Modern Currency Wars: The United States versus Japan
AbstractIn 2013, through massive quantitative easing by the Bank of Japan (BOJ), the yen depreciated about 25% against the US dollar, stoking fears of Japan bashing by the US. However, this sharp depreciation simply restored the purchasing power parity of the yen with the dollar. Since 2008, quantitative easing by the BOJ has been similar to that carried out by the US Federal Reserve, the Bank of England, and the European Central Bank. So the BOJ can only be faulted as a currency belligerent if there is further significant yen depreciation. Led by the US, now all mature industrial countries are addicted to near-zero interest liquidity traps in both the short and long terms. Such ultra-low interest rates are causing lasting damage to the countries' financial systems, and to those of emerging markets, which naturally have higher interest rates. But exiting the trap creates a risk of chaos in long-term bond markets and is proving surprisingly difficult.
Download InfoIf you experience problems downloading a file, check if you have the proper application to view it first. In case of further problems read the IDEAS help page. Note that these files are not on the IDEAS site. Please be patient as the files may be large.
Bibliographic InfoPaper provided by Asian Development Bank Institute in its series ADBI Working Papers with number 437.
Length: 25 pages
Date of creation: 10 Oct 2013
Date of revision:
Contact details of provider:
Postal: Kasumigaseki Building 8F, 3-2-5, Kasumigaseki, Chiyoda-ku,, Tokyo 100-6008, Japan
Fax: (81-3) 3593-5571
Web page: http://www.adbi.org/
More information through EDIRC
currency wars; liquidity trap; quantitative easing; dollar versus yen; purchasing power parity;
Find related papers by JEL classification:
- F31 - International Economics - - International Finance - - - Foreign Exchange
- F32 - International Economics - - International Finance - - - Current Account Adjustment; Short-term Capital Movements
This paper has been announced in the following NEP Reports:
- NEP-ALL-2013-10-18 (All new papers)
- NEP-MON-2013-10-18 (Monetary Economics)
- NEP-OPM-2013-10-18 (Open Economy Macroeconomics)
Please report citation or reference errors to , or , if you are the registered author of the cited work, log in to your RePEc Author Service profile, click on "citations" and make appropriate adjustments.:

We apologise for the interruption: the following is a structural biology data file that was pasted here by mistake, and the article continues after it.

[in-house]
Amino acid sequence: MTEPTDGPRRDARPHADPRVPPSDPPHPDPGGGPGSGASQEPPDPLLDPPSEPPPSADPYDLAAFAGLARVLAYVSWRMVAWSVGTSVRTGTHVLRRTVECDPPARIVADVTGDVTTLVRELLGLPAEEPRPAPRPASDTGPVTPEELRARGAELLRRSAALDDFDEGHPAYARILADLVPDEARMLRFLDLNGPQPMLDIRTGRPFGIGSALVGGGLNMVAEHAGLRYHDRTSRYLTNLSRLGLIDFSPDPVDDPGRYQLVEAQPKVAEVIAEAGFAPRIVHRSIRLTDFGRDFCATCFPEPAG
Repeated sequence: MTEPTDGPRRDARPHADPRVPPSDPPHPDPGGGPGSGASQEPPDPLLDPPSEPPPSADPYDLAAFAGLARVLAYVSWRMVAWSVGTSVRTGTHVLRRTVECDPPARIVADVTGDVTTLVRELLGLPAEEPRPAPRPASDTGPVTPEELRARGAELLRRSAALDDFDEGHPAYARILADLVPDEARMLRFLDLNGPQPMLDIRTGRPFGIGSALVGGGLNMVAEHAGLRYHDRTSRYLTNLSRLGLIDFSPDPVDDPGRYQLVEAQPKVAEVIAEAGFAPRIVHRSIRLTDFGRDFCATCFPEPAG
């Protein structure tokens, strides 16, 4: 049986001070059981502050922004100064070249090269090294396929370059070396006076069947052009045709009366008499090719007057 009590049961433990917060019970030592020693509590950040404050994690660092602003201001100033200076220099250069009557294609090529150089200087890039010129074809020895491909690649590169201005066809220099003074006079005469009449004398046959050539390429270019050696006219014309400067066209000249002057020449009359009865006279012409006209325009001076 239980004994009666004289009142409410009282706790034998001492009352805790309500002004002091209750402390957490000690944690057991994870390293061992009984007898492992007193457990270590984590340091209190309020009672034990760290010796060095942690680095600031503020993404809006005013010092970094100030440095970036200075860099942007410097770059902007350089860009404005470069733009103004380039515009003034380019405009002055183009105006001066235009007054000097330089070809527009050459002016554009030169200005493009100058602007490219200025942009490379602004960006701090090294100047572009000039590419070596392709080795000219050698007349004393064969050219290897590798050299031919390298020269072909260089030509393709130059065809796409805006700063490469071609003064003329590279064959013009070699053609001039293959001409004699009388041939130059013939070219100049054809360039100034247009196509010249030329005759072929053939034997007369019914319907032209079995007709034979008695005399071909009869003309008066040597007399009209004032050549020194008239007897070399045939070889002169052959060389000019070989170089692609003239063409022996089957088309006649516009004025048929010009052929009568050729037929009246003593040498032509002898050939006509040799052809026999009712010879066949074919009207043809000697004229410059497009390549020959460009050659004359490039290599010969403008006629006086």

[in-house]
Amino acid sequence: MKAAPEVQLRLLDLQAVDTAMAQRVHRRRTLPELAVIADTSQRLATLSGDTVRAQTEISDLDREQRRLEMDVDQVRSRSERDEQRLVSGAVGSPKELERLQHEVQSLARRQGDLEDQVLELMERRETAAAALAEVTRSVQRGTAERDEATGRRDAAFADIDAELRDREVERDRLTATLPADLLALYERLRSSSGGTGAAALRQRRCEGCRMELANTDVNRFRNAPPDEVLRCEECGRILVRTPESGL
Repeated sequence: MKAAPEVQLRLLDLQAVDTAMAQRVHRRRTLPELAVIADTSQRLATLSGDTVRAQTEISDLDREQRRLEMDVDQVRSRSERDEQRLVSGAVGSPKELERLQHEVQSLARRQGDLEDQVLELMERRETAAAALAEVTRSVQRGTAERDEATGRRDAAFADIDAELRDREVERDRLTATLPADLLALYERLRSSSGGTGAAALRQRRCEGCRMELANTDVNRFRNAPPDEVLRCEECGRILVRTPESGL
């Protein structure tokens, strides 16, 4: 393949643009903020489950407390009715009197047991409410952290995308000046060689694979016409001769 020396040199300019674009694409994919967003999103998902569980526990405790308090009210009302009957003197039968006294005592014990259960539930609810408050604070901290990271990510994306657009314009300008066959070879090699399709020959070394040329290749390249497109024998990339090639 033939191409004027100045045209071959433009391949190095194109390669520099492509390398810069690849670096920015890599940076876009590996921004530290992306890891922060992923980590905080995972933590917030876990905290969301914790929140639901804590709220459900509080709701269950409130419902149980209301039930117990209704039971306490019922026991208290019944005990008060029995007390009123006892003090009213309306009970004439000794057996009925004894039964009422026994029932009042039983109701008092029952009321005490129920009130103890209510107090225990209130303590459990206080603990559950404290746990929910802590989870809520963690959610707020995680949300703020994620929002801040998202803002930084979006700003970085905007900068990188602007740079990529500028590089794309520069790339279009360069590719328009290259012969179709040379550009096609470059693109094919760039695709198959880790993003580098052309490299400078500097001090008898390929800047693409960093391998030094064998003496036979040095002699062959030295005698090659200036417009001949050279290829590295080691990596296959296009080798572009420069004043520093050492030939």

- Angelo Ranaldo & Paul SÃ¶derlind, 2007.
"Safe Haven Currencies,"
University of St. Gallen Department of Economics working paper series 2007, Department of Economics, University of St. Gallen
2007-22, Department of Economics, University of St. Gallen.
- Alan Ahearne & Naoki Shinada, 2005.
"Zombie firms and economic stagnation in Japan,"
International Economics and Economic Policy,
Springer, vol. 2(4), pages 363-381, December.
- Alan G. Ahearne & Naoki Shinada, 2005. "Zombie Firms and Economic Stagnation in Japan," Hi-Stat Discussion Paper Series, Institute of Economic Research, Hitotsubashi University d05-95, Institute of Economic Research, Hitotsubashi University.
- Masazumi Hattori & Hyun Song Shin, 2007. "The Broad Yen Carry Trade," IMES Discussion Paper Series 07-E-19, Institute for Monetary and Economic Studies, Bank of Japan.
- Gabriele Galati & Alexandra Heath & Patrick McGuire, 2007. "Evidence of carry trade activity," BIS Quarterly Review, Bank for International Settlements, September.
- Habib, Maurizio M. & Stracca, Livio, 2012.
"Getting beyond carry trade: What makes a safe haven currency?,"
Journal of International Economics,
Elsevier, vol. 87(1), pages 50-64.
- Habib, Maurizio Michael & Stracca, Livio, 2011. "Getting beyond carry trade: what makes a safe haven currency?," Working Paper Series, European Central Bank 1288, European Central Bank.
For technical questions regarding this item, or to correct its authors, title, abstract, bibliographic or download information, contact: (Robert Hugh Davis).
If you have authored this item and are not yet registered with RePEc, we encourage you to do it here. This allows to link your profile to this item. It also allows you to accept potential citations to this item that we are uncertain about.
If references are entirely missing, you can add them using this form.
If the full references list an item that is present in RePEc, but the system did not link to it, you can help with this form.
If you know of missing items citing this one, you can help us creating those links by adding the relevant references in the same way as above, for each refering item. If you are a registered author of this item, you may also want to check the "citations" tab in your profile, as there may be some citations waiting for confirmation.
Please note that corrections may take a couple of weeks to filter through the various RePEc services.